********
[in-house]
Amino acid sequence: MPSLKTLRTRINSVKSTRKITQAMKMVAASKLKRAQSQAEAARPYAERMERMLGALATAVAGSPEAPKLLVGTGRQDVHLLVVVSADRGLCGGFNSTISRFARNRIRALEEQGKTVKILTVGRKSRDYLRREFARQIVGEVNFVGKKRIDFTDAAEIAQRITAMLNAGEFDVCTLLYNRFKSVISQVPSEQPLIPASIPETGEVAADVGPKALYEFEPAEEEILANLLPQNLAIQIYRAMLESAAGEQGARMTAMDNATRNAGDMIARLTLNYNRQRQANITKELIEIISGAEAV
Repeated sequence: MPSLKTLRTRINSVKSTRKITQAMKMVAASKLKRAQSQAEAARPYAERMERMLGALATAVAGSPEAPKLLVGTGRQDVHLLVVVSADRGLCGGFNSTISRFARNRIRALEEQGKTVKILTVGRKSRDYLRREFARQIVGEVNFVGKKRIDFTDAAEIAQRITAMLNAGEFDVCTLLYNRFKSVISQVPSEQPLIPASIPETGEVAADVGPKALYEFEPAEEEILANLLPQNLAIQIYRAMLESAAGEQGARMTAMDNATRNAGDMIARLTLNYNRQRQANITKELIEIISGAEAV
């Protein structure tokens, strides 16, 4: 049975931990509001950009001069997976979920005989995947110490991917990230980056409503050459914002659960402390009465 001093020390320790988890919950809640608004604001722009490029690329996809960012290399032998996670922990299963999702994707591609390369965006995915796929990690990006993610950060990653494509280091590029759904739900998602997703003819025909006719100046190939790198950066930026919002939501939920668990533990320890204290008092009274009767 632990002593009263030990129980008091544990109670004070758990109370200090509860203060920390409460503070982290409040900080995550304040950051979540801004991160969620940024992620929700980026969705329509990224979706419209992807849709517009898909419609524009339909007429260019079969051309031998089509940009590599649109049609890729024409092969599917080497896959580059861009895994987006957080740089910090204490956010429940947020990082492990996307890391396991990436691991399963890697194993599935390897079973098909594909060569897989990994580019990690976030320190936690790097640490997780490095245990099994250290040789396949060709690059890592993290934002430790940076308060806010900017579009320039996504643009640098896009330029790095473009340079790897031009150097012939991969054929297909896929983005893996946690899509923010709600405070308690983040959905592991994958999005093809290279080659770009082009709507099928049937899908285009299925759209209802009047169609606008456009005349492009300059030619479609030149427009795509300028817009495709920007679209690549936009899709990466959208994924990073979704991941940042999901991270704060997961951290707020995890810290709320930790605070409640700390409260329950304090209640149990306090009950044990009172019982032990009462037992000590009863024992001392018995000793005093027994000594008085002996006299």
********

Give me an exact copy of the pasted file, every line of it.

[in-house]
Amino acid sequence: MPSLKTLRTRINSVKSTRKITQAMKMVAASKLKRAQSQAEAARPYAERMERMLGALATAVAGSPEAPKLLVGTGRQDVHLLVVVSADRGLCGGFNSTISRFARNRIRALEEQGKTVKILTVGRKSRDYLRREFARQIVGEVNFVGKKRIDFTDAAEIAQRITAMLNAGEFDVCTLLYNRFKSVISQVPSEQPLIPASIPETGEVAADVGPKALYEFEPAEEEILANLLPQNLAIQIYRAMLESAAGEQGARMTAMDNATRNAGDMIARLTLNYNRQRQANITKELIEIISGAEAV
Repeated sequence: MPSLKTLRTRINSVKSTRKITQAMKMVAASKLKRAQSQAEAARPYAERMERMLGALATAVAGSPEAPKLLVGTGRQDVHLLVVVSADRGLCGGFNSTISRFARNRIRALEEQGKTVKILTVGRKSRDYLRREFARQIVGEVNFVGKKRIDFTDAAEIAQRITAMLNAGEFDVCTLLYNRFKSVISQVPSEQPLIPASIPETGEVAADVGPKALYEFEPAEEEILANLLPQNLAIQIYRAMLESAAGEQGARMTAMDNATRNAGDMIARLTLNYNRQRQANITKELIEIISGAEAV
């Protein structure tokens, strides 16, 4: 049975931990509001950009001069997976979920005989995947110490991917990230980056409503050459914002659960402390009465 001093020390320790988890919950809640608004604001722009490029690329996809960012290399032998996670922990299963999702994707591609390369965006995915796929990690990006993610950060990653494509280091590029759904739900998602997703003819025909006719100046190939790198950066930026919002939501939920668990533990320890204290008092009274009767 632990002593009263030990129980008091544990109670004070758990109370200090509860203060920390409460503070982290409040900080995550304040950051979540801004991160969620940024992620929700980026969705329509990224979706419209992807849709517009898909419609524009339909007429260019079969051309031998089509940009590599649109049609890729024409092969599917080497896959580059861009895994987006957080740089910090204490956010429940947020990082492990996307890391396991990436691991399963890697194993599935390897079973098909594909060569897989990994580019990690976030320190936690790097640490997780490095245990099994250290040789396949060709690059890592993290934002430790940076308060806010900017579009320039996504643009640098896009330029790095473009340079790897031009150097012939991969054929297909896929983005893996946690899509923010709600405070308690983040959905592991994958999005093809290279080659770009082009709507099928049937899908285009299925759209209802009047169609606008456009005349492009300059030619479609030149427009795509300028817009495709920007679209690549936009899709990466959208994924990073979704991941940042999901991270704060997961951290707020995890810290709320930790605070409640700390409260329950304090209640149990306090009950044990009172019982032990009462037992000590009863024992001392018995000793005093027994000594008085002996006299």